EV Prices: China vs. Elsewhere

This post was inspired by a video from The Electric Viking titled Chinese EVs killing Legacy Auto because people can REALLY afford them but I don’t think the title tells the real story.

Some things that need to be talked about are:

  • Vehicle prices in China vs. elsewhere
  • EV vs. ICE car prices
  • Manufacturing costs

The image shows average prices around the world of Chinese brands vs. non-Chinese brands. The differences are huge. In some places the average price of a non-Chinese brand is twice that of a Chinese brand. But, what that doesn’t mean is that equivalent Chinese brand vehicles cost half the price. There are expensive Chinese-made cars but a much larger percentage of vehicles from Chinese brands are way less expensive. While labor cost is a consideration it is not a big part of the difference. The difference is mainly the type of car sold. Lots more K-car sized vehicles, sub-compacts and such. Thus, there are models that the average person can afford.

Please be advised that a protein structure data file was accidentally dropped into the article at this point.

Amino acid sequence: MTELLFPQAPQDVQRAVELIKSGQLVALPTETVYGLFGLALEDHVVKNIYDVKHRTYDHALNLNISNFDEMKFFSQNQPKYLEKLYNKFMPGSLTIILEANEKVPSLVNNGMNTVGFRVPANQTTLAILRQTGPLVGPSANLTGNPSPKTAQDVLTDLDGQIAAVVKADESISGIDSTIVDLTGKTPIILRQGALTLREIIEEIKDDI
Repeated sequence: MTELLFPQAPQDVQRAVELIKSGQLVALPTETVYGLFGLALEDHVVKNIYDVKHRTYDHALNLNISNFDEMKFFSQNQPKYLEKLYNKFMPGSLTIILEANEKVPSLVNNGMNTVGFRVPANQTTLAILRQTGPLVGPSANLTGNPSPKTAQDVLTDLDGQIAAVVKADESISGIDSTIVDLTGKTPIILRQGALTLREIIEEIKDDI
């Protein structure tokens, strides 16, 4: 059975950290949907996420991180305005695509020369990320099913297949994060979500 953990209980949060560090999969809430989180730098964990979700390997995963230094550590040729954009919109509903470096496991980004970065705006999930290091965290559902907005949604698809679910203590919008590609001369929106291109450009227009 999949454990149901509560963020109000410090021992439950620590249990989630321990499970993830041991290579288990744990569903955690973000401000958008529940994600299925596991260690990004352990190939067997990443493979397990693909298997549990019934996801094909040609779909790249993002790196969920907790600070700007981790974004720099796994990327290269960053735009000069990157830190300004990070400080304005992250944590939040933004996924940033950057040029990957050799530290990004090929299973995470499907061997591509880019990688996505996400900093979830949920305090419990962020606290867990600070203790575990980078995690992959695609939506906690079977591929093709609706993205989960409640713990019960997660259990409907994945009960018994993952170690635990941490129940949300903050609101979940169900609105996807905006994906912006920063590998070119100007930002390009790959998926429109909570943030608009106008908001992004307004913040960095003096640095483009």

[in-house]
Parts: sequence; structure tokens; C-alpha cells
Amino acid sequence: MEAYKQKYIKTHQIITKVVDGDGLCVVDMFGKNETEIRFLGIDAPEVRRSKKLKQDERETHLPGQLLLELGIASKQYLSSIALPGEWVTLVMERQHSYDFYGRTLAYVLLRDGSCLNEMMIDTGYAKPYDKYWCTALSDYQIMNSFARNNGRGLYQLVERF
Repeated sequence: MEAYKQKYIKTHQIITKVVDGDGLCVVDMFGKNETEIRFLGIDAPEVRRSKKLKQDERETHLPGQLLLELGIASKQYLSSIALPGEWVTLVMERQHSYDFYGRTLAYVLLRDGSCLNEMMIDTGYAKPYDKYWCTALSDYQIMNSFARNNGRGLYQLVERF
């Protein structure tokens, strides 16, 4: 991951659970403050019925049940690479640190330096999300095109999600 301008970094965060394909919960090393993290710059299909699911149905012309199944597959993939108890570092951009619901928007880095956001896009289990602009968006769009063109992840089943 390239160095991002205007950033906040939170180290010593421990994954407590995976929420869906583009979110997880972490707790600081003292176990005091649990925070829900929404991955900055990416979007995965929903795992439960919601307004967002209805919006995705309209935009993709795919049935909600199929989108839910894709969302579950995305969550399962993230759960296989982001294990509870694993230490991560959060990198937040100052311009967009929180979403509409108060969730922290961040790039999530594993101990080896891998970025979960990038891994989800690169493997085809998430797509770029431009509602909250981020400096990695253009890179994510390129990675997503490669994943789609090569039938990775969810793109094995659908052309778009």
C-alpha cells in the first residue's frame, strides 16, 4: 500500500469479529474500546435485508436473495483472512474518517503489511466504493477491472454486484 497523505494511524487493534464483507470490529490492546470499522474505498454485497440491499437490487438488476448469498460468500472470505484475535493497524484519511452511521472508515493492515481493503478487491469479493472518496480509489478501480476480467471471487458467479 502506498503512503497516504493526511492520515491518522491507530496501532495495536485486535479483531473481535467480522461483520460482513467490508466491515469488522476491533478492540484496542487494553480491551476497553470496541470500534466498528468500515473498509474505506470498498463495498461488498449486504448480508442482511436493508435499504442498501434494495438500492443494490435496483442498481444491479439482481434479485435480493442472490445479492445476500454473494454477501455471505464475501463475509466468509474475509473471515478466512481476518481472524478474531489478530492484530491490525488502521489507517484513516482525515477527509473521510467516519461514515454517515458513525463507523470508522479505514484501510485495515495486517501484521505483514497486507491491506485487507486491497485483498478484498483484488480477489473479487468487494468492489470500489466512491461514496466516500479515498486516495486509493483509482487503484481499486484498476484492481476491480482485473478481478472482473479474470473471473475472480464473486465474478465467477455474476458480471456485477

A second consideration is that the price of an equivalent EV as an ICE vehicle has reached price parity. In the US and, to a lesser extent, Europe, ICE cars tend to have a higher price than an equivalent EV. With the exception of Tesla, US and European car manufacturers just haven’t figured out how to make EVs at a reasonable cost. Companies such as Ford lose tens of thousands of dollars on every EV they sell in spite of their higher sticker price.

This manufacturing cost difference is significantly influenced design and by product volume. One design issue is that many EVs from non-China manufacturers are really ICE car retrofits. That contributes to wasted space and a structure to support components (like the IC engine) which don’t exist in EVs. There are also “legacy” production lines which use much more labor to build a car. I site what Sandy Munro has said about the evolution of the Tesla Model 3 and Y.

At this point many big auto manufacturers are slowing down their conversion to EVs. They claim it is because of faltering demand but I expect a bigger contributor are increasing financial losses. This, of course, is just going to help China take over more market.

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